Friday, July 17, 2009

Tim Black, swine flu, feverish deconstructions of decontextualized hysteria and the filthy elites

You know you're in the company of a fuzzy thinker when the word 'elite' pops out in a column.

The elites are responsible for so much it's a wonder they ever have time to rest in their busy work - but I guess the elites need to keep doing their thing, so people can expose, reveal and malign the elites for the filthy ideas which they constantly devise to inflict on long suffering humanity.

Take Tim Black on the subject of swine flu in his column Feverish obsessions with fantasy flu instead of real ills.

It's Black's important mission to establish that too much has been said and written about swine flu - by writing another column about swine flu.

Black knows the real source of the problem. Swine flu is the fault of flu geekery and the elites:

The elites' obsessive flusteria does not just detract from other, more serious, ailments. It also makes it difficult to put swine flu into any perspective, to contextualise it in terms of similar conditions. Take the following statistic from Britain's National Institute for Clinical Excellence: the average mortality rate of influenza in Britain is 600 deaths a year in a non-epidemic year and 12,000 to 13,800 deaths a year in an epidemic year. So while swine flu is, in rare cases, fatal, so are the other strains of flu that we cope with year in, year out.

Yep, I too am staggered that the 'leets haven't generated a global warming related hysteria about malaria and about Ross River fever shifting south and about the spread of tropical illnesses to Tasmania. Oh wait, they have you tell me? Filthy elites.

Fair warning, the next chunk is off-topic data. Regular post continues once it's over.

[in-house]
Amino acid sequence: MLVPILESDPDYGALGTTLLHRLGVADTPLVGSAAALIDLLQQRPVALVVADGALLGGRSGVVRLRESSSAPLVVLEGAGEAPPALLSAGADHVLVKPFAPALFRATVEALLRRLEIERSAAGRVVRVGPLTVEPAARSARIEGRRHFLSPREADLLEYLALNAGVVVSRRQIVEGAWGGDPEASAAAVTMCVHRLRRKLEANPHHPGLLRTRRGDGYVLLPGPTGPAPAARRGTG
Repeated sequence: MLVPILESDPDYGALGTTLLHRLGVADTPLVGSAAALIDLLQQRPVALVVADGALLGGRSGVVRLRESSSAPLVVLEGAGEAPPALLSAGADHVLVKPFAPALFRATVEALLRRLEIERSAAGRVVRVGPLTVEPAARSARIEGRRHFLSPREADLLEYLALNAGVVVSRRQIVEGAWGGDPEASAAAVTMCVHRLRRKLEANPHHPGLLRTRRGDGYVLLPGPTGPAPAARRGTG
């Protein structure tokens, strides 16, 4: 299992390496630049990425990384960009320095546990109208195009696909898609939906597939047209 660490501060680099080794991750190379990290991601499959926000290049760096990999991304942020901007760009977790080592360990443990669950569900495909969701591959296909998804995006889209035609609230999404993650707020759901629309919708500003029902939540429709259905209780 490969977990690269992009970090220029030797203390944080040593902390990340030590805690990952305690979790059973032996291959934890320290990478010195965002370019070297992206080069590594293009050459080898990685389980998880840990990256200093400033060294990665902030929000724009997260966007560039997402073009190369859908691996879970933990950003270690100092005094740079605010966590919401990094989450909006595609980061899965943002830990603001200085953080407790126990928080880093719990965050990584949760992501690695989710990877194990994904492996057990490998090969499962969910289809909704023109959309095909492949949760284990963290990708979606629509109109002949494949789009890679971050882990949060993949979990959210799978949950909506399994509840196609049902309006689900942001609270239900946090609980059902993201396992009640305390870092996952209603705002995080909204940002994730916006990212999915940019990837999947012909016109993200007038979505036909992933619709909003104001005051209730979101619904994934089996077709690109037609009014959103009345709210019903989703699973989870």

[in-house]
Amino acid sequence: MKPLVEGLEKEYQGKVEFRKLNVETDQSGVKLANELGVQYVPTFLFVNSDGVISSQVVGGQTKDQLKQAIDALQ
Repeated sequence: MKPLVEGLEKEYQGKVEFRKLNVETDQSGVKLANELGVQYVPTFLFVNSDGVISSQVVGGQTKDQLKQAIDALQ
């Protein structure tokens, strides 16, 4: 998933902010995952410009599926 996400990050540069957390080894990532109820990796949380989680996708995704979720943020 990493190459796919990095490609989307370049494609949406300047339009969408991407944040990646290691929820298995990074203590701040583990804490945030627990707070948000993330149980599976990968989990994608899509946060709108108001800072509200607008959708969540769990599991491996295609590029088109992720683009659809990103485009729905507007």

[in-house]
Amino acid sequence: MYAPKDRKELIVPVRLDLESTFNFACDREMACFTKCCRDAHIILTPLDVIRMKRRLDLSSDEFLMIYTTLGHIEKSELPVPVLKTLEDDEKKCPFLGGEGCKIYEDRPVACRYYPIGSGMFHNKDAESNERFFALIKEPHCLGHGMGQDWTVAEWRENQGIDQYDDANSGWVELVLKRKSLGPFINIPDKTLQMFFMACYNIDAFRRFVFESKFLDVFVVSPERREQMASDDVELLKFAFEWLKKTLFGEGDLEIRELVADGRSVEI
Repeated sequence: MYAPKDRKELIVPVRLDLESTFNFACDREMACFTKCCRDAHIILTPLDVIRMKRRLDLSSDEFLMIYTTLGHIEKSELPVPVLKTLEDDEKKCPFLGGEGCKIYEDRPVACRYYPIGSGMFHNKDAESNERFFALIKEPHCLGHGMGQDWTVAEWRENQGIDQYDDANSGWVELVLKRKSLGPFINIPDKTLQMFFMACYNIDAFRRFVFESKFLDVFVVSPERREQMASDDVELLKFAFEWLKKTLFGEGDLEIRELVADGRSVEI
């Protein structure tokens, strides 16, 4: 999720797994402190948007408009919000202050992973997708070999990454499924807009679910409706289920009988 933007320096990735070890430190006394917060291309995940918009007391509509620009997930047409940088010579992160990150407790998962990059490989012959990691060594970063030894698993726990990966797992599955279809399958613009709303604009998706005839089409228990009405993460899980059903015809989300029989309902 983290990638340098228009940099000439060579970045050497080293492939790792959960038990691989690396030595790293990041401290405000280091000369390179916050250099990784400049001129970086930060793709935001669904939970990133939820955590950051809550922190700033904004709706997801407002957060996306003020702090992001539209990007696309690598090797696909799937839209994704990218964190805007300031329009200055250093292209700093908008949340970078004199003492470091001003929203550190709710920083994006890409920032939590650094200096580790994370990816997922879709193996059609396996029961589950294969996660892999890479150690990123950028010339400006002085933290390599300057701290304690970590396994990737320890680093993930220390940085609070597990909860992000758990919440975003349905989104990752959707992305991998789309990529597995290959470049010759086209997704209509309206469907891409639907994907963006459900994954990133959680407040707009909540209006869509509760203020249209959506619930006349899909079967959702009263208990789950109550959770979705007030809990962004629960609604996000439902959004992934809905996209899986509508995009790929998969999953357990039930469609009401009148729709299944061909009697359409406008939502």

Right, and there's no doubt there's been an unhealthy hysteria about swine flu, in much the same way that the elites are unhealthily obsessed with sex and violence. And the best joy with this kind of column? Why if the elites don't pay any attention to swine flu, then they're guilty of dereliction of duty, and a dangerous taking the eye of the ball, and before you know it the Poms have scored five hundred runs. 

But back to those damn pesky elites:

But now it is here, swine flu is likelier to be the object of jokes than panic among the public.

So while the occasionally tragic reality of swine flu is clearly not a creation of the authorities' feverish imaginations, the political and media obsession with it is.

A top-down politicisation of an illness has served only to obscure and problematise a clinical problem.

That most people seem largely unflustered by the hype simply reveals its unhealthy elite origins.

Pigs are the new unhealthy elite? Oh sorry, it's the hype that has an unhealthy elite origin. The pigs can pick up a 'get out of elite jail for free' card after passing go, while the unhealthy elite can get a good old clobbering, a roistering and a spiking.

So who are these 'leets? Well it seems that its politicians and officials and of course the World Health Organization, which has no doubt used black helicopters to spread pandemic panic.

But I'm not sure who's the hysteric here. Last time I heard Nicola Roxon speaking on the subject, she was trying to hose down an estimate of deaths which seemed extravagant. But Black is an object lesson in establishing that all the 'leets are in the conspiracy together. A global one - a full-scale siren-headed pandemic - and a parochial one. The 'leets are coming and we might not get out alive: